It’s not a name; it’s a greeting, meaning “for a good year.” Happy new year to our Jewish brothers and sisters! It’s Rosh Hashanah, the beginning of a new year in the Jewish culture. I was privileged to attend Rosh Hashanah services as a guest today of Beth Israel, West Temple, and really enjoyed the music, scripture readings and traditions that I witnessed.
Jewish folk show great reverence for the scriptures. When the scroll is taken from the ark, it is ceremonially uncovered and the rabbi and temple leaders parade with it through the congregation. Those who wish can touch the scroll with their prayer book or prayer shawl. It’s really cool to wear a yarmulke too, that little hat for men that shows reverence in God’s presence. I’ve always wondered how they stay on so well, but the one I borrowed stayed on just fine. If you’ve never been to a Jewish service, there are usually a box of yarmulkes at the back for those who don’t have one.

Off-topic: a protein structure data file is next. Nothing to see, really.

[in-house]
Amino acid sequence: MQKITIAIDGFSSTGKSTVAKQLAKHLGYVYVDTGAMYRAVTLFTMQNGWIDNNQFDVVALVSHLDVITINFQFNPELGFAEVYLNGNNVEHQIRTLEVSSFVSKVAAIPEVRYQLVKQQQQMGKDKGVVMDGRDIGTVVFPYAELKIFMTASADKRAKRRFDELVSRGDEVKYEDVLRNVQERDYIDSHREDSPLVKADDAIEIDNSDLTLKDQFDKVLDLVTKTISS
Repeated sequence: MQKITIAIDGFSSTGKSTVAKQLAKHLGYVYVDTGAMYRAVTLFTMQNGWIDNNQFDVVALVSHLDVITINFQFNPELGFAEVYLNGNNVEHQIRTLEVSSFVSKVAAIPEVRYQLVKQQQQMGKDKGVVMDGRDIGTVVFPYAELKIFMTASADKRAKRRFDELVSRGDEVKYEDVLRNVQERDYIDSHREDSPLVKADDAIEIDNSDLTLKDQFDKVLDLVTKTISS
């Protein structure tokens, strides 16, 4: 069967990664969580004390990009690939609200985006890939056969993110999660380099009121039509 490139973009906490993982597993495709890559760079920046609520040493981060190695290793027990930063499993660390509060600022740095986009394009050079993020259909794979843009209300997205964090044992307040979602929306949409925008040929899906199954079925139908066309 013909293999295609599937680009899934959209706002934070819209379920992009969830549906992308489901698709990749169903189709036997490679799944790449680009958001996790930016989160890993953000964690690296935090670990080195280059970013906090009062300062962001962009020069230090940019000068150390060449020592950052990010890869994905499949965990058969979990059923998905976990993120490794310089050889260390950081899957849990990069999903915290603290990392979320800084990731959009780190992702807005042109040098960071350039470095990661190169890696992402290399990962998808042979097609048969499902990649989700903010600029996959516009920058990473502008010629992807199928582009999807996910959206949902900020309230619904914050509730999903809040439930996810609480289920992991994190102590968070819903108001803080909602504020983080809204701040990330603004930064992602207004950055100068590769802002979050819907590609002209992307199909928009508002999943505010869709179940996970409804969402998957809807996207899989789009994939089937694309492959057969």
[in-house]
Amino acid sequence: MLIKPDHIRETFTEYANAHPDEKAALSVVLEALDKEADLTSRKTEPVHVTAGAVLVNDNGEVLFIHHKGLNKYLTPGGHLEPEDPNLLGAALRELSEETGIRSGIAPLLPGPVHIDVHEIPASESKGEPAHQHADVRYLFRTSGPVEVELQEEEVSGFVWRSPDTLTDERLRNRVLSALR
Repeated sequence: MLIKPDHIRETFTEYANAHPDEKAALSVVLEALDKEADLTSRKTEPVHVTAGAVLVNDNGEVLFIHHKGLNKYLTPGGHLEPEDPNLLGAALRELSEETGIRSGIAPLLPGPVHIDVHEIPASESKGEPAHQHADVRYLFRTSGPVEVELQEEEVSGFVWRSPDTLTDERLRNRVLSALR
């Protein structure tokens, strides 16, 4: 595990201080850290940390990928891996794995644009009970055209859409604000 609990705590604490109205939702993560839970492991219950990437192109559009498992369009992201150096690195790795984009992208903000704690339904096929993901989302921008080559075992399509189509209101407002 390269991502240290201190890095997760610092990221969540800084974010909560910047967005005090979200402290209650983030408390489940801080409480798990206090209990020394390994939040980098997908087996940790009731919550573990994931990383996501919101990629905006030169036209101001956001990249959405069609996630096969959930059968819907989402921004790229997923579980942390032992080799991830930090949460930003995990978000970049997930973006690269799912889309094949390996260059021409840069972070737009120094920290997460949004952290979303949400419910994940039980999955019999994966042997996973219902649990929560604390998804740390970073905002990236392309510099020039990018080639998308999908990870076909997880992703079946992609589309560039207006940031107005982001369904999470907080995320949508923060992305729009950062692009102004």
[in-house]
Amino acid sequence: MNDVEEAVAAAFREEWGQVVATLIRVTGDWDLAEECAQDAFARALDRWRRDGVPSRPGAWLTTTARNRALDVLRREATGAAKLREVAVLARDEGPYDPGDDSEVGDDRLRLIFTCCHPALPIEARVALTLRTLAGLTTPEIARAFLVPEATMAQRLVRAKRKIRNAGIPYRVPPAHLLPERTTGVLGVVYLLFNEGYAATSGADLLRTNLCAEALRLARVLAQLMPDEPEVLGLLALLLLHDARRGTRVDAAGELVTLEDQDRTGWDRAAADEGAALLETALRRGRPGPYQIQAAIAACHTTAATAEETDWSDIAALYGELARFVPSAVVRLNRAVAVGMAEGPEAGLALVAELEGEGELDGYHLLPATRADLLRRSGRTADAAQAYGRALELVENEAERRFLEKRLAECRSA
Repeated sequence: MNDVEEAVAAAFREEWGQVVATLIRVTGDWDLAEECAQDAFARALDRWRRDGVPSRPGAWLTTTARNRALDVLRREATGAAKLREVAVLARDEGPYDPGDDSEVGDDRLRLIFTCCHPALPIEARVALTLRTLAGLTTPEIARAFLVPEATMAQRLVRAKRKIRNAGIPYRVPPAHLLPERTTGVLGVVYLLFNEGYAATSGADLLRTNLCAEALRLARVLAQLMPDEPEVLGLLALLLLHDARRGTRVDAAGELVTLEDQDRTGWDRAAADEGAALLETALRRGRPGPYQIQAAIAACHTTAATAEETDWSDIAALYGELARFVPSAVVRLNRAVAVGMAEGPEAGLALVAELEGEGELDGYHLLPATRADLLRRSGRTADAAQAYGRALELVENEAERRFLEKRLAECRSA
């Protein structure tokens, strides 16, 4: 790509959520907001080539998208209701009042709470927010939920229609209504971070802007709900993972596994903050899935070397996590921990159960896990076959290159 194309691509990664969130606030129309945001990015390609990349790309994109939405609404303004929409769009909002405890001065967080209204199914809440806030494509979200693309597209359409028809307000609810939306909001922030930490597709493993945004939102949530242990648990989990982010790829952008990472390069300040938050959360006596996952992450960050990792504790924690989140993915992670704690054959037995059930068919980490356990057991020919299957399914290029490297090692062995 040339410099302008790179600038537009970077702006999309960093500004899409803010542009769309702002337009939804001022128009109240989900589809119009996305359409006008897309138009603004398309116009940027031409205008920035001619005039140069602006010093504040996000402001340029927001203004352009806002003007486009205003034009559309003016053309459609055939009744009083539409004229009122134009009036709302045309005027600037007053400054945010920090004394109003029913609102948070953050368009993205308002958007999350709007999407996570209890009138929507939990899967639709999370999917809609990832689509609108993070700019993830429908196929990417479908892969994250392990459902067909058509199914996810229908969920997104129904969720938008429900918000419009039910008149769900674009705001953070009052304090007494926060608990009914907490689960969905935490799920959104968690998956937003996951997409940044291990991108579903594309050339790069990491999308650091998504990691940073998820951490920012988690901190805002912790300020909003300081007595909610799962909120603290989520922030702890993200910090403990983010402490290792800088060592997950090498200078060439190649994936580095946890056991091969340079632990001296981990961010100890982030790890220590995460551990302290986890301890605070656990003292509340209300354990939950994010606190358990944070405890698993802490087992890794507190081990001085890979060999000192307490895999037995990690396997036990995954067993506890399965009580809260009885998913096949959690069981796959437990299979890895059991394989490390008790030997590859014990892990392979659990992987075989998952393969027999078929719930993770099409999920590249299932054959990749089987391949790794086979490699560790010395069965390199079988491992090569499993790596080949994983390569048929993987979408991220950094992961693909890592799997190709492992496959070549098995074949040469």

It’s a great experience to share in worship with those of other faith expressions. Our Confirmation Class will have that opportunity in the spring when they attend a Seder feast. I’m always reminded of how much we have in common with our Jewish forebears–Jesus, of course, probably attended Rosh Hashanah services just over 2000 years ago. The scripture readings this morning were familiar and comforting. Some readings were in Hebrew, but most in English. The prayers, like those in the Christian tradition, acknowledged God’s goodness and our need for repentence and a fresh start.
And then we were blessed, using one of my favorite benedictions. Maybe it will bless you today too.
May the Lord bless you and keep you; may the Lord’s face shine upon you and be gracious unto you; may the Lord’s countenance be upon you and give you peace. — Numbers 6:24-26